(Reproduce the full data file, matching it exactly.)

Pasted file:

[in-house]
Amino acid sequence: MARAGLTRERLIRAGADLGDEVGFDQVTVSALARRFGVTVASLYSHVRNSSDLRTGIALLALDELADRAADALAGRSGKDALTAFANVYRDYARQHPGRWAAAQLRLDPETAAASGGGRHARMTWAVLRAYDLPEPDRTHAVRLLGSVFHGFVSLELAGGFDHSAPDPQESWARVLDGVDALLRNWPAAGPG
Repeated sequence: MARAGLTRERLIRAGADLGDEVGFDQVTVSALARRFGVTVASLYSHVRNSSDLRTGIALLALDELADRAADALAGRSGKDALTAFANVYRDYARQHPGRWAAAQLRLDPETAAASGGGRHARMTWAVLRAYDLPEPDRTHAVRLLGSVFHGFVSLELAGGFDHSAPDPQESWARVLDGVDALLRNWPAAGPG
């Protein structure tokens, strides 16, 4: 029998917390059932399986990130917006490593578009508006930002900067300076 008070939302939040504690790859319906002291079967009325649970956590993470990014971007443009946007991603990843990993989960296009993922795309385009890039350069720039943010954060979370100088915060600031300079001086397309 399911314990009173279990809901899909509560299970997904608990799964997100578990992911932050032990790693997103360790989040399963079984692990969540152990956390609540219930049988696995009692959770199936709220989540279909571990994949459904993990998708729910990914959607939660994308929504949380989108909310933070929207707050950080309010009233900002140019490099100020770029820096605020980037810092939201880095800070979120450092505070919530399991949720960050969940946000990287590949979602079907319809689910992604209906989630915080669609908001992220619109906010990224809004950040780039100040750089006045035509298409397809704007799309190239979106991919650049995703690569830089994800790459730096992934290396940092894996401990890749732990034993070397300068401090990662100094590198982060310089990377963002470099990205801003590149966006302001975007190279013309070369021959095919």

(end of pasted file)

[in-house]
Amino acid sequence: MARAGLTRERLIRAGADLGDEVGFDQVTVSALARRFGVTVASLYSHVRNSSDLRTGIALLALDELADRAADALAGRSGKDALTAFANVYRDYARQHPGRWAAAQLRLDPETAAASGGGRHARMTWAVLRAYDLPEPDRTHAVRLLGSVFHGFVSLELAGGFDHSAPDPQESWARVLDGVDALLRNWPAAGPG
Repeated sequence: MARAGLTRERLIRAGADLGDEVGFDQVTVSALARRFGVTVASLYSHVRNSSDLRTGIALLALDELADRAADALAGRSGKDALTAFANVYRDYARQHPGRWAAAQLRLDPETAAASGGGRHARMTWAVLRAYDLPEPDRTHAVRLLGSVFHGFVSLELAGGFDHSAPDPQESWARVLDGVDALLRNWPAAGPG
């Protein structure tokens, strides 16, 4: 029998917390059932399986990130917006490593578009508006930002900067300076 008070939302939040504690790859319906002291079967009325649970956590993470990014971007443009946007991603990843990993989960296009993922795309385009890039350069720039943010954060979370100088915060600031300079001086397309 399911314990009173279990809901899909509560299970997904608990799964997100578990992911932050032990790693997103360790989040399963079984692990969540152990956390609540219930049988696995009692959770199936709220989540279909571990994949459904993990998708729910990914959607939660994308929504949380989108909310933070929207707050950080309010009233900002140019490099100020770029820096605020980037810092939201880095800070979120450092505070919530399991949720960050969940946000990287590949979602079907319809689910992604209906989630915080669609908001992220619109906010990224809004950040780039100040750089006045035509298409397809704007799309190239979106991919650049995703690569830089994800790459730096992934290396940092894996401990890749732990034993070397300068401090990662100094590198982060310089990377963002470099990205801003590149966006302001975007190279013309070369021959095919």